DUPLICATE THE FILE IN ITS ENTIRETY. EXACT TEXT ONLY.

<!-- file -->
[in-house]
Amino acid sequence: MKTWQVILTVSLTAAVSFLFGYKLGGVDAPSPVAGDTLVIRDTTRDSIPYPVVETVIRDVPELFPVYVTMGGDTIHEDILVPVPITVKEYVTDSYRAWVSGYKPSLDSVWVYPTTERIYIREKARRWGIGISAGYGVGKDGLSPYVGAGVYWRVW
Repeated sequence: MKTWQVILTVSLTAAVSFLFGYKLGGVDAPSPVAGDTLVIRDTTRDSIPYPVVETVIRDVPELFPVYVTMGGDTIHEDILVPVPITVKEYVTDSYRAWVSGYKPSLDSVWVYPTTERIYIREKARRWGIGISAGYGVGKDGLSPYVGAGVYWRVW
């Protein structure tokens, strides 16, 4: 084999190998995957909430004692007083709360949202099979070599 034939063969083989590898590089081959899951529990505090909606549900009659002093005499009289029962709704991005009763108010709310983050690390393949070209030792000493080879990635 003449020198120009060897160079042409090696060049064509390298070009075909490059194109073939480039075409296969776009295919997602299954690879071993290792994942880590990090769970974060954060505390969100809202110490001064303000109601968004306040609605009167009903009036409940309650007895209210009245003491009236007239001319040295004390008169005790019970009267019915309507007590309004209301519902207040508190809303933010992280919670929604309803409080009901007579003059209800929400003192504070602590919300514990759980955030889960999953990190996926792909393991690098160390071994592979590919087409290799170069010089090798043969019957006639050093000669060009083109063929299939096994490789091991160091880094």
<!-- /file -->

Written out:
[in-house]
Amino acid sequence: MKTWQVILTVSLTAAVSFLFGYKLGGVDAPSPVAGDTLVIRDTTRDSIPYPVVETVIRDVPELFPVYVTMGGDTIHEDILVPVPITVKEYVTDSYRAWVSGYKPSLDSVWVYPTTERIYIREKARRWGIGISAGYGVGKDGLSPYVGAGVYWRVW
Repeated sequence: MKTWQVILTVSLTAAVSFLFGYKLGGVDAPSPVAGDTLVIRDTTRDSIPYPVVETVIRDVPELFPVYVTMGGDTIHEDILVPVPITVKEYVTDSYRAWVSGYKPSLDSVWVYPTTERIYIREKARRWGIGISAGYGVGKDGLSPYVGAGVYWRVW
């Protein structure tokens, strides 16, 4: 084999190998995957909430004692007083709360949202099979070599 034939063969083989590898590089081959899951529990505090909606549900009659002093005499009289029962709704991005009763108010709310983050690390393949070209030792000493080879990635 003449020198120009060897160079042409090696060049064509390298070009075909490059194109073939480039075409296969776009295919997602299954690879071993290792994942880590990090769970974060954060505390969100809202110490001064303000109601968004306040609605009167009903009036409940309650007895209210009245003491009236007239001319040295004390008169005790019970009267019915309507007590309004209301519902207040508190809303933010992280919670929604309803409080009901007579003059209800929400003192504070602590919300514990759980955030889960999953990190996926792909393991690098160390071994592979590919087409290799170069010089090798043969019957006639050093000669060009083109063929299939096994490789091991160091880094």